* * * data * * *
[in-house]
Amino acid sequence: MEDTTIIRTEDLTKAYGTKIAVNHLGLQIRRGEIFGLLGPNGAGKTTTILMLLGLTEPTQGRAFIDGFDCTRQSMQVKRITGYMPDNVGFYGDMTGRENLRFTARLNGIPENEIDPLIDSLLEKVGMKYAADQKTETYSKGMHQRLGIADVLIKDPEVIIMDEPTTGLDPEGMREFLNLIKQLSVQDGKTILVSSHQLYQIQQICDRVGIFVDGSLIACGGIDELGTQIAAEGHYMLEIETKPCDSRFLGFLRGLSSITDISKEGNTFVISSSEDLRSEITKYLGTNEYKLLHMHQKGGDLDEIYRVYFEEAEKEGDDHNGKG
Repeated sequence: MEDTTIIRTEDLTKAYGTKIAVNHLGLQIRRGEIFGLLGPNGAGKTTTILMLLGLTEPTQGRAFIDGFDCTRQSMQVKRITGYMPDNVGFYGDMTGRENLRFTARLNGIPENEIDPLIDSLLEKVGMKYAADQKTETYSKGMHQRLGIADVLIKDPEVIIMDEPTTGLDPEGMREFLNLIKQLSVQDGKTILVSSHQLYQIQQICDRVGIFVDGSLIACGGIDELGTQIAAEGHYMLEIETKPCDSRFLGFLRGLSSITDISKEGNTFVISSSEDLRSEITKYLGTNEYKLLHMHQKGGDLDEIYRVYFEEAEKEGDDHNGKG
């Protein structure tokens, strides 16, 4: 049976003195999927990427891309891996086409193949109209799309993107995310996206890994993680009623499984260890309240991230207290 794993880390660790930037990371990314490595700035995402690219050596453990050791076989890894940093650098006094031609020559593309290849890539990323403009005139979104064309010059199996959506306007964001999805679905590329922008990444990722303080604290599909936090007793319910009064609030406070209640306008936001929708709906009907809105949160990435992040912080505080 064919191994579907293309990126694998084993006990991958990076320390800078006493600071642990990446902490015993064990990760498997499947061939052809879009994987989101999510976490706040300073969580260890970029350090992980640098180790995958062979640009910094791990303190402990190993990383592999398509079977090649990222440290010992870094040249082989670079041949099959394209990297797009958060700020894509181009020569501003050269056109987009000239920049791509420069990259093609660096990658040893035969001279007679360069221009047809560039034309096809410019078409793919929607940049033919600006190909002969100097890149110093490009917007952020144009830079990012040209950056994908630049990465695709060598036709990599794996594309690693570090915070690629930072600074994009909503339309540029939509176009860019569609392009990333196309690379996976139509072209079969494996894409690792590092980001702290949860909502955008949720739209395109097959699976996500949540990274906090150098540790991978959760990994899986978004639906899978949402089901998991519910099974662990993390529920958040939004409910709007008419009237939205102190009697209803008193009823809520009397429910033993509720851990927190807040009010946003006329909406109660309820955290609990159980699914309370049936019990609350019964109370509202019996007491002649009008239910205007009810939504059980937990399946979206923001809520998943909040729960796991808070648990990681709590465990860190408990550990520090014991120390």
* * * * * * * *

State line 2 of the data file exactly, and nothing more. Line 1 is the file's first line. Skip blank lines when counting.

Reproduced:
Amino acid sequence: MEDTTIIRTEDLTKAYGTKIAVNHLGLQIRRGEIFGLLGPNGAGKTTTILMLLGLTEPTQGRAFIDGFDCTRQSMQVKRITGYMPDNVGFYGDMTGRENLRFTARLNGIPENEIDPLIDSLLEKVGMKYAADQKTETYSKGMHQRLGIADVLIKDPEVIIMDEPTTGLDPEGMREFLNLIKQLSVQDGKTILVSSHQLYQIQQICDRVGIFVDGSLIACGGIDELGTQIAAEGHYMLEIETKPCDSRFLGFLRGLSSITDISKEGNTFVISSSEDLRSEITKYLGTNEYKLLHMHQKGGDLDEIYRVYFEEAEKEGDDHNGKG